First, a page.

The Wheels on the Bus Go Round and Round … Until They Don’t

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Kyle T. Minden, P.E.

“The wheels on the bus go round and round … until they don’t” – Case study involving the separation of the rear axle from a school bus

This case study involves the separation of the rear axle from a school bus. The school bus was slowing down while approaching an intersection when the rear axle separated from the school bus. Due to the slow speed involved, thankfully there were no injuries. However, had the axle separation taken place at a higher speed the outcome could have been much worse.

Naturally, when an incident like this takes place, everyone wants to know what caused the accident. Parents, the school, the bus company all want to know could this happen again with another school bus. An expert was engaged to determine the cause of the separation, but before we get into that we need to review how the rear axle is typically attached to the school bus. As you will see in Figure 1, there are two “U-bolts” on each end of the axle that attach the axle to the rear leaf springs. One U-bolt is forward of the axle and one is located behind the axle. The U-bolts are attached to both an upper and lower “plate” which assist in keeping the axle secured and aligned with the leaf springs.

Rear Axle Assembly

The initial expert determined that one leg of both front U-bolts, that is the U-bolts in front of the axle on both the driver’s and passenger’s side were fractured. The rear U-bolts on both sides of the vehicle were still attached to the leaf spring assembly but exhibited deformation and bending rearward as the axle separated from the leaf spring assemblies. To the initial expert this meant that both front U-bolts fractured at the same time. His opinion was that logically the only thing that could have caused both U-bolts to fracture at the same time was if the axle had struck some foreign object in the roadway. The problem is there was no evidence that the axle had impacted a foreign object. Likewise, the police report stated that there were no potholes or other objects in the roadway at the time of the accident.

EDT was asked to examine the available evidence and provide a second opinion. The bus had not yet been repaired so in addition to the bus, the rear axle, U-bolts, top and bottom plates, and rear shock absorber assemblies were made available for examination. The U-bolts were found to be asymmetrical. That is, one of the threaded legs was longer than the other for each of the four U-bolts. Cleaning of the U-bolt fracture surfaces revealed evidence of a pre-existing fatigue crack. Fatigue[1] is the phenomenon leading to fracture or cracking under repeated or fluctuating stresses having a maximum value less than the yield strength (for ductile materials) of the material. The observed fatigue crack had reduced the available bolt area by approximately 15% for each fractured U-bolt. At the time of the accident, normal operation of the bus in combination with the preexisting fatigue cracks exceeded the remaining strength of the U-bolts resulting in fracture of the U-bolts.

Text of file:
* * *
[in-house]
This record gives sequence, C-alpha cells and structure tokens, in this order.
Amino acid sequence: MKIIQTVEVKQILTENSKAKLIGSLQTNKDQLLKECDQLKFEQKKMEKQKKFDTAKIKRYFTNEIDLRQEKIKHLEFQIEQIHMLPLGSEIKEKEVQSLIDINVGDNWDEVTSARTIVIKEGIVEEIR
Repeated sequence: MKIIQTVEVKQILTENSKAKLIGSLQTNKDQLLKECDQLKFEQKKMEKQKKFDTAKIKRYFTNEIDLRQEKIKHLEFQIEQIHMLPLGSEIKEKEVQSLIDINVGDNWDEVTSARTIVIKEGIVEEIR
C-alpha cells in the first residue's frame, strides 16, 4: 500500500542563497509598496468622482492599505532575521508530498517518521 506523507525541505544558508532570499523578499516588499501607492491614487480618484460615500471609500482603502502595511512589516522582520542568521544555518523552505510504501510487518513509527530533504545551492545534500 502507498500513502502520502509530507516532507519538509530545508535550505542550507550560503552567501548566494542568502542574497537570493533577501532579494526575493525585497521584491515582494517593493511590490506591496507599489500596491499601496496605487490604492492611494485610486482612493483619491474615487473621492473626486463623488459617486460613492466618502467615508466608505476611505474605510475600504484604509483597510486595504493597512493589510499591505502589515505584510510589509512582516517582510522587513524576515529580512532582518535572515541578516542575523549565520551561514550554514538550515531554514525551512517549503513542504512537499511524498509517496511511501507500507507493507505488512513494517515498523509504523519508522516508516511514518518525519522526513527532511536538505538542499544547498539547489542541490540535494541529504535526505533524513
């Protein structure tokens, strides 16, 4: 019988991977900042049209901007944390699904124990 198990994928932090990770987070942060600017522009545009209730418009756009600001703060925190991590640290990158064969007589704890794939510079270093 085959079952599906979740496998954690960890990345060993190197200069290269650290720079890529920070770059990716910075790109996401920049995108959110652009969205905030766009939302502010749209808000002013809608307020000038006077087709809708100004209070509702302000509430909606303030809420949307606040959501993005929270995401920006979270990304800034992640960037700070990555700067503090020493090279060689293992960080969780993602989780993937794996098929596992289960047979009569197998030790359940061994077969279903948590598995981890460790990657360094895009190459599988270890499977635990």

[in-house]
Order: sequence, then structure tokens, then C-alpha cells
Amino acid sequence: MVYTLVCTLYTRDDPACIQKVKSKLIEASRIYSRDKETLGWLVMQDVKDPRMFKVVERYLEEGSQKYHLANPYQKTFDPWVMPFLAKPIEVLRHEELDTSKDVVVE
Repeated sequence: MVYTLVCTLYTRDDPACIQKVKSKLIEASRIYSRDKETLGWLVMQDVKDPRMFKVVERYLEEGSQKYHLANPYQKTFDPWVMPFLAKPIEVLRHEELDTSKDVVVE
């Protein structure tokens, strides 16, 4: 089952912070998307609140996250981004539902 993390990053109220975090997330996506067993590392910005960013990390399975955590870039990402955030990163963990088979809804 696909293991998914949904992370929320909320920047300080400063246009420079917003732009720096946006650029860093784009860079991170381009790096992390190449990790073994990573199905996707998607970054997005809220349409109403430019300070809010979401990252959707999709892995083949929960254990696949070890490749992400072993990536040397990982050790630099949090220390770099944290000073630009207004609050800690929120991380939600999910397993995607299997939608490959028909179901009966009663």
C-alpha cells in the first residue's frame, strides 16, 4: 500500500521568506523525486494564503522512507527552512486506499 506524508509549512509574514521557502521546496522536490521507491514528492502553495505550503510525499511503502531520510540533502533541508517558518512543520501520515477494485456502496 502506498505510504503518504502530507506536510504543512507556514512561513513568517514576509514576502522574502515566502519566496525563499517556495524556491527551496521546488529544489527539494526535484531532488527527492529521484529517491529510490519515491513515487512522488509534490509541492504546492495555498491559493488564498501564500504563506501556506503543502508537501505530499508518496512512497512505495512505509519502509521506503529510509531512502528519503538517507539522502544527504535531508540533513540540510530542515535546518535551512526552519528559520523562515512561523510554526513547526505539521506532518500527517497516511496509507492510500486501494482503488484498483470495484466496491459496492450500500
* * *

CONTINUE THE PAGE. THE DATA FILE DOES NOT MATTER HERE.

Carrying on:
The subject bus was only a couple of years old at the time of the accident. So, the important question to ask is, why did a relatively new bus with a proven track record have fatigue cracks in its U-bolts. There must be more to the story… Well, there is, it turns out the bus was involved in a minor accident a year or so before the axle separation incident. The bus had been sideswiped by another vehicle near the rear axle. As part of the repair process, the bus was sent to an alignment shop to have the rear axle aligned. The alignment shop removed and replaced all four U-bolts.  The strength and diameter of the new U-bolts was checked by the initial expert and no issues were found.

However, upon examination of an exemplar bus, it was determined that the alignment shop had not reassembled the U-bolts and shock absorber assemblies correctly. The shock absorber mounting bracket was supposed to be secured to both the front and rear U-bolts (this is why one U-bolt leg is longer than the other). By inadvertently placing the long leg on the wrong side of the leaf spring assembly, it was impossible to attach the shock absorber mount to the rear U-bolt. This resulted in the shock absorber bracket being attached to only the front U-bolt. The alignment shop had assembled both ends of the axle in the same manner. As such, this incorrect assembly placed additional stresses on the front U-bolt every time the bus suspension moved resulting in the formation of fatigue cracks in the front U-bolt. Based on EDT’s investigation, it was determined that the axle separation was indeed an isolated incident attributable to the improper assembly of the rear axle U-bolts by the alignment shop.

[1] ASM Handbook – Volume 11 Failure Analysis and Prevention

About the Author

Kyle T. Minden, P.E. is a consulting engineer with our Kansas City, MO office. Mr. Minden provides consulting services in the areas of design and performance of machinery and machine components, pressure vessels, fracture analysis, metallurgy, fire protection sprinkler systems, materials, and component testing, and infrared thermography... You may contact Kyle for your forensic engineering needs at or (913) 449-4953.

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